September 16th, 2014 9:52 AM by Jackie A. Graves, President
The company that brought the walkability factor to help
buyers decide if the neighborhood is walkable enough for them, is introducing a
Crime Grade measure.
buyers to use the beta program that gives users ratings from A - D. "Crime
Grade is the first measure of crime safety for a home or apartment that
accurately measures your personal risk," the company wrote on its blog.
Of course, we all know the saying, "Location, Location, Location."
When it comes to real estate, this word holds tremendous importance. Much of
what makes a location appealing is how it's maintained, its walkability,
accessibility to shops, schools, amenities, entertainment, freeways or mass
transportation, and its crime rate.
WalkScore writes, "What matters
most is your per capita risk of being affected by crime". According to the
post, what makes the company's maps different is the ability to measure the per
capita crime rate.
Maps or statistics that report crime
not based on per capita can make areas that are dense (such as downtown) seem
heavily ridden with crime because the measurement is only based on the number
of crimes in that area.
But WalkScore says it's the computing
that makes their measurement different. "The Walk Score Crime Grade is
computed using a patent-pending system that aggregates crimes near an address
and weights crimes by severity and distance. We calculate a per capita crime
rate for an address based on the total population (residents and workers) in
Those crime rates are compared to other
figures city-wide and then WalkScore assigns a letter grade rating for the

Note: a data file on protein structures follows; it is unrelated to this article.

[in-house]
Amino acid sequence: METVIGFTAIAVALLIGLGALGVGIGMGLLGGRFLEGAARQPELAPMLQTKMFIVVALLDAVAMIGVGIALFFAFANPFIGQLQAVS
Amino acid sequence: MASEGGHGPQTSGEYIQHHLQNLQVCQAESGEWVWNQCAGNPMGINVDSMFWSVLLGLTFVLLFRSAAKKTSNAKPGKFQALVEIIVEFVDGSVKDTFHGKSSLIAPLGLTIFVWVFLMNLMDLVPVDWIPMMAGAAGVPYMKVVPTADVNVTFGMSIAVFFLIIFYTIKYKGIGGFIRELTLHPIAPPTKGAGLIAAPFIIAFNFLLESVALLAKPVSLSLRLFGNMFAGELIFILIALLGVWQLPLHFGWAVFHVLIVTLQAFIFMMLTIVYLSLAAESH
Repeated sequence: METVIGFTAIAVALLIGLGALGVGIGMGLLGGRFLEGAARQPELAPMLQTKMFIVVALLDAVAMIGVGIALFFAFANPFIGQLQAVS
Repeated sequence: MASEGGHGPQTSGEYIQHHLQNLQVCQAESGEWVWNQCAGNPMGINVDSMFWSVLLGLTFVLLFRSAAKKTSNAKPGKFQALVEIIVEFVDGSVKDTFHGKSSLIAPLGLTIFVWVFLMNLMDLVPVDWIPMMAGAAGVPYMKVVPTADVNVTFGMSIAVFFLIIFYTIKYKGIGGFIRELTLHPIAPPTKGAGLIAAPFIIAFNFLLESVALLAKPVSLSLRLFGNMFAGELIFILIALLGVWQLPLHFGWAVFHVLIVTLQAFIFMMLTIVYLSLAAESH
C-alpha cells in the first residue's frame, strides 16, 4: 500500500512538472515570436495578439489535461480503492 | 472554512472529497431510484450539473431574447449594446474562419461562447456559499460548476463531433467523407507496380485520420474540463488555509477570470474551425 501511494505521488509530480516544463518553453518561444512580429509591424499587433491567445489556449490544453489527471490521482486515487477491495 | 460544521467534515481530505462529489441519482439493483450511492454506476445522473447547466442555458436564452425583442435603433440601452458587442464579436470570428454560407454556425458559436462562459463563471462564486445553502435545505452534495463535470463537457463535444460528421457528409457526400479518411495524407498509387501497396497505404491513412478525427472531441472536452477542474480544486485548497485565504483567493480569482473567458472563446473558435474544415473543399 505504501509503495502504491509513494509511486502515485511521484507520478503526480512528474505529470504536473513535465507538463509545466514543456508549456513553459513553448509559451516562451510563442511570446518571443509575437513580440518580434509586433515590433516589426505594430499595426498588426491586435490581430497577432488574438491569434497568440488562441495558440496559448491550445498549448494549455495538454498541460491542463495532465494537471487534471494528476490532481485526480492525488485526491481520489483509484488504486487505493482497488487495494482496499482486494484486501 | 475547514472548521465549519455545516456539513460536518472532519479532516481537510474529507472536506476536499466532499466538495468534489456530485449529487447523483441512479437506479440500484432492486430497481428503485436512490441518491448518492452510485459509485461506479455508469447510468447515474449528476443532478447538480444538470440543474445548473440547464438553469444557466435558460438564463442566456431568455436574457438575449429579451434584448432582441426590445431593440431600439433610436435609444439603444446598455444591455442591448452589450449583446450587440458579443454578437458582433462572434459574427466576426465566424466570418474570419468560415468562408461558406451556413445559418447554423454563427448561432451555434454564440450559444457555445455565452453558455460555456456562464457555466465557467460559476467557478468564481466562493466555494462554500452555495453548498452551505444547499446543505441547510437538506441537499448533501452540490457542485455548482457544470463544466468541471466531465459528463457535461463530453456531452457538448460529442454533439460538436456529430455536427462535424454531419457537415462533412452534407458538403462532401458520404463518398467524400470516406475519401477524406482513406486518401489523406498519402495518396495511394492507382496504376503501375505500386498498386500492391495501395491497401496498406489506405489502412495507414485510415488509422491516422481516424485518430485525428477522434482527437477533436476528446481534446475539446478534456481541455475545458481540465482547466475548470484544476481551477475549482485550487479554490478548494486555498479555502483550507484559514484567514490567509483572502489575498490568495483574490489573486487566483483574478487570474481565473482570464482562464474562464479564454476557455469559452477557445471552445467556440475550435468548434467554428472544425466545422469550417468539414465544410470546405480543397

area. To help people understand the real crime risk of an area, the company
also uses various categories for crime based on whether it's personal such as a
robbery or violent crime against a person or property crime–burglary or
property theft. The system aims to provide a more accurate rating for personal
risk in a particular area.
So far, Crime Grade is mapping out the
risks in 16 cities including, Atlanta, Austin, Baltimore, Chicago, Denver,
Houston, Los Angeles, Louisville-Jefferson, Oakland, Philadelphia, Portland,
Raleigh, Sacramento, San Francisco, Seattle, and Washington D.C.. The Crime Grade
measure is for both homes and apartments. You can check your neighborhood's
score at WalkScore.com.
While this system may prove to be a
valuable tool, nothing replaces a buyer's research, education, and hands-on
experience with the neighborhood. That means you need to go to the neighborhood
and circulate about in it at different times of day and night. This will
provide you an opportunity to see what it would be like to live in the area.
Talk to neighbors who have lived there a long time. Stop
in and have coffee at the local shops–see what the clientele is like. Get a
feel for what the community is like by attending local meetings, including
Meetups in the area and police neighborhood watch groups.
You'll learn a lot from a few casual
drop-in meetings. You don't have to stay the entire time, just long enough to
educate yourself about the community and any concerns that current residents
are facing. The time you invest in learning more will be worth it and will help
you decide how much you are willing to spend on that home you spotted on the
Written by Phoebe Chongchua | To view the original
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